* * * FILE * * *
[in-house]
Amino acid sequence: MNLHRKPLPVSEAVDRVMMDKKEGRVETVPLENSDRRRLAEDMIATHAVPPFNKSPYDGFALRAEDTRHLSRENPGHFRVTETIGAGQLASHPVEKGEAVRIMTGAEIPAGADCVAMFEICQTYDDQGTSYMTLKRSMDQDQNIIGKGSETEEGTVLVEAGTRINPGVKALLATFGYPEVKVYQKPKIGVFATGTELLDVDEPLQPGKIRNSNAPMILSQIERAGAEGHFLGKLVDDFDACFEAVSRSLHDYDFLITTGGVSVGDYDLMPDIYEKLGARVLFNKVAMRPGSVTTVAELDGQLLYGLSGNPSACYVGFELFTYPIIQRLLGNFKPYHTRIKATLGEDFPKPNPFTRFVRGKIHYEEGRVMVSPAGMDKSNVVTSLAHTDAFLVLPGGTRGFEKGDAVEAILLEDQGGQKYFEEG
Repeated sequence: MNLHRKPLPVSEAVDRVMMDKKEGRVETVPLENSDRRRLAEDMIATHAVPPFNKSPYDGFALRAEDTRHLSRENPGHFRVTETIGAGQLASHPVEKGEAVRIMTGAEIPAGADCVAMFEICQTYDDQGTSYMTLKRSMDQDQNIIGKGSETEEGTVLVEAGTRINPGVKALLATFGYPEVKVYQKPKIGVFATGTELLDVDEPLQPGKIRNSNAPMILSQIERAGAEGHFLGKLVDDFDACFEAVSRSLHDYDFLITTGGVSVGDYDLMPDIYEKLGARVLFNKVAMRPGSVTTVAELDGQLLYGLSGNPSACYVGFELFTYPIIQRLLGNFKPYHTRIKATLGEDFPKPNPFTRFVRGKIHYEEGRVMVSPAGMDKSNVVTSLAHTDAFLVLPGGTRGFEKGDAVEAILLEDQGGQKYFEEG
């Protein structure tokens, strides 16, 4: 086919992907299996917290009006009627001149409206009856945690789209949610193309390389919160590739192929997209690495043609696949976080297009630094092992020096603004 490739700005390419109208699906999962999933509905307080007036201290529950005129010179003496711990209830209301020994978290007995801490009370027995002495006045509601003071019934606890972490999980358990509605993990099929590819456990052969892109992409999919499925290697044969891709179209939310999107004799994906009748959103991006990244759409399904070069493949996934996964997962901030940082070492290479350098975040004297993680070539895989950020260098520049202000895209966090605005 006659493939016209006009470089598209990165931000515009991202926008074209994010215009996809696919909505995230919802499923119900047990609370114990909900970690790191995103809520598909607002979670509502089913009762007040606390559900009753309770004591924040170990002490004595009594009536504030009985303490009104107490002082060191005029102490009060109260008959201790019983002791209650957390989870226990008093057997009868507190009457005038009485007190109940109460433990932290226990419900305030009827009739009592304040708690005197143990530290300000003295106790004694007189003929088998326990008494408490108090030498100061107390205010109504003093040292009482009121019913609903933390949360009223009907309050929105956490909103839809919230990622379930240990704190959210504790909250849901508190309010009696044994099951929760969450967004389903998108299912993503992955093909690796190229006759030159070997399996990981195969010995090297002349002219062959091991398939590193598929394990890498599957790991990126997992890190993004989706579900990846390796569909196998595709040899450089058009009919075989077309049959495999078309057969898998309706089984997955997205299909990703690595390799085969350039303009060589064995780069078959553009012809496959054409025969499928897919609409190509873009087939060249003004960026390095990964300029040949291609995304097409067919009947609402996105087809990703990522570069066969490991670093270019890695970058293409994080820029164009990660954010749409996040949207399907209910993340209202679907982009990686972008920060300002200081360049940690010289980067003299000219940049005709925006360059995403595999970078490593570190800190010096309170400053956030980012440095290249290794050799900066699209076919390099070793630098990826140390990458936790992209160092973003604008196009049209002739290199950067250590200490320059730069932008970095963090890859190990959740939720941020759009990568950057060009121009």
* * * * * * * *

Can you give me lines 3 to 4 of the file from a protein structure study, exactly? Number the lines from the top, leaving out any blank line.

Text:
Repeated sequence: MNLHRKPLPVSEAVDRVMMDKKEGRVETVPLENSDRRRLAEDMIATHAVPPFNKSPYDGFALRAEDTRHLSRENPGHFRVTETIGAGQLASHPVEKGEAVRIMTGAEIPAGADCVAMFEICQTYDDQGTSYMTLKRSMDQDQNIIGKGSETEEGTVLVEAGTRINPGVKALLATFGYPEVKVYQKPKIGVFATGTELLDVDEPLQPGKIRNSNAPMILSQIERAGAEGHFLGKLVDDFDACFEAVSRSLHDYDFLITTGGVSVGDYDLMPDIYEKLGARVLFNKVAMRPGSVTTVAELDGQLLYGLSGNPSACYVGFELFTYPIIQRLLGNFKPYHTRIKATLGEDFPKPNPFTRFVRGKIHYEEGRVMVSPAGMDKSNVVTSLAHTDAFLVLPGGTRGFEKGDAVEAILLEDQGGQKYFEEG
């Protein structure tokens, strides 16, 4: 086919992907299996917290009006009627001149409206009856945690789209949610193309390389919160590739192929997209690495043609696949976080297009630094092992020096603004 490739700005390419109208699906999962999933509905307080007036201290529950005129010179003496711990209830209301020994978290007995801490009370027995002495006045509601003071019934606890972490999980358990509605993990099929590819456990052969892109992409999919499925290697044969891709179209939310999107004799994906009748959103991006990244759409399904070069493949996934996964997962901030940082070492290479350098975040004297993680070539895989950020260098520049202000895209966090605005 006659493939016209006009470089598209990165931000515009991202926008074209994010215009996809696919909505995230919802499923119900047990609370114990909900970690790191995103809520598909607002979670509502089913009762007040606390559900009753309770004591924040170990002490004595009594009536504030009985303490009104107490002082060191005029102490009060109260008959201790019983002791209650957390989870226990008093057997009868507190009457005038009485007190109940109460433990932290226990419900305030009827009739009592304040708690005197143990530290300000003295106790004694007189003929088998326990008494408490108090030498100061107390205010109504003093040292009482009121019913609903933390949360009223009907309050929105956490909103839809919230990622379930240990704190959210504790909250849901508190309010009696044994099951929760969450967004389903998108299912993503992955093909690796190229006759030159070997399996990981195969010995090297002349002219062959091991398939590193598929394990890498599957790991990126997992890190993004989706579900990846390796569909196998595709040899450089058009009919075989077309049959495999078309057969898998309706089984997955997205299909990703690595390799085969350039303009060589064995780069078959553009012809496959054409025969499928897919609409190509873009087939060249003004960026390095990964300029040949291609995304097409067919009947609402996105087809990703990522570069066969490991670093270019890695970058293409994080820029164009990660954010749409996040949207399907209910993340209202679907982009990686972008920060300002200081360049940690010289980067003299000219940049005709925006360059995403595999970078490593570190800190010096309170400053956030980012440095290249290794050799900066699209076919390099070793630098990826140390990458936790992209160092973003604008196009049209002739290199950067250590200490320059730069932008970095963090890859190990959740939720941020759009990568950057060009121009």